But it’s the game’s third strength that keeps me coming back — and it’s a weird one when you consider that a full-length game of Spartacus could easily last four or five hours of everyone dragging one another back down into the lobster bucket. Here it is:
You’re never not engaged.
In terms of its pacing, Spartacus is downright brilliant. Its bookkeeping takes ten seconds, and I’m not being figurative there. Duels in the arena are tense affairs for everybody at the table because the bets you’ve placed on their outcome are often your greatest source of income. Everyone leans forward to witness whether the dice will swing a tense match, cause a decapitation, or leave a favored contender bleeding into the sand. Then they lean in again to see which way the host will bend his thumb for the defeated gladiator, just the way Hollywood taught us. It fumbles its intrigue phase ever so slightly — in a few spots the game works best when touched up with some house rules — but when anybody’s turn could mean a serious downswing in your fortunes, it’s hard to stay uninvolved for very long.
Much of the time, even relatively good games can give off the sensation that they’re pulling their weight in one area only to slack off elsewhere, as though boasting, “Elegance, setting, pacing — pick two!” Not so with Spartacus. Here was a game that was great even when it was at its worst. Even when it dragged its feet near the end. Even when one or two of its rules needed retouching. Even when you finally had to shout at Geoff to stop moving his nimble gladiator away from the brute who was going to pummel him. Even then.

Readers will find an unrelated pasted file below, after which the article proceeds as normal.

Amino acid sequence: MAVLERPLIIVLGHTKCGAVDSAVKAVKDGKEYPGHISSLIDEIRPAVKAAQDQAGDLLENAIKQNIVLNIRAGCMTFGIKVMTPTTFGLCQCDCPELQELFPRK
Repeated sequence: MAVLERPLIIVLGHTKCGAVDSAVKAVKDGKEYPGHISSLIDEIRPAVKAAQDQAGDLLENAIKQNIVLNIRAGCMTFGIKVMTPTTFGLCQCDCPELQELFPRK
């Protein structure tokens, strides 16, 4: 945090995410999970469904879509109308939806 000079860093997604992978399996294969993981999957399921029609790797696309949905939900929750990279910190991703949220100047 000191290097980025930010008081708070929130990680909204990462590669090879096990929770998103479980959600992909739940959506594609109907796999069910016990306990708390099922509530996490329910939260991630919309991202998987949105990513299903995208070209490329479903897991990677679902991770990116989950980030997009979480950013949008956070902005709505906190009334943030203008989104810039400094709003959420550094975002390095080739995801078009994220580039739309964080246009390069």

(If what I’m doing at Space-Biff! is valuable to you in some way, please consider dropping by my Patreon campaign. As soon as a denarius in the coffer rings, a gladiator from the pit of bondage springs.)
Posted on April 18, 2018, in Board Game and tagged Board Games, Gale Force Nine, Spartacus: A Game of Blood & Treachery, Yesteryear. Bookmark the permalink. 3 Comments.
I need to break this one back out, it’s been years since I’ve played it. For whatever reason, even people who take it personally when they get backstabbed in other games seem to just shrug their shoulders and move on when it happens in Spartacus.
I do remember the intrigue phase dragging a bit though–what house rules do you recommend playing with?
There are loads of house roles for Spartacus, though I only use two.
The first is the blue dice rule. As it stands, speed is way too powerful. So instead of rolling all those blues and summing their total to determine who has initiative, we roll and compare, the same way you do during attacks. That way even a slower fighter will occasionally get to take initiative.
The second is that we play the intrigue phase more “actively” than usual. Instead of doing each player’s actions all at once, we do one and then pass to the next player, then the next, and around the circle over and over. It probably takes longer overall, but the result is that we get to take actions much more often. Really overhauls that phase.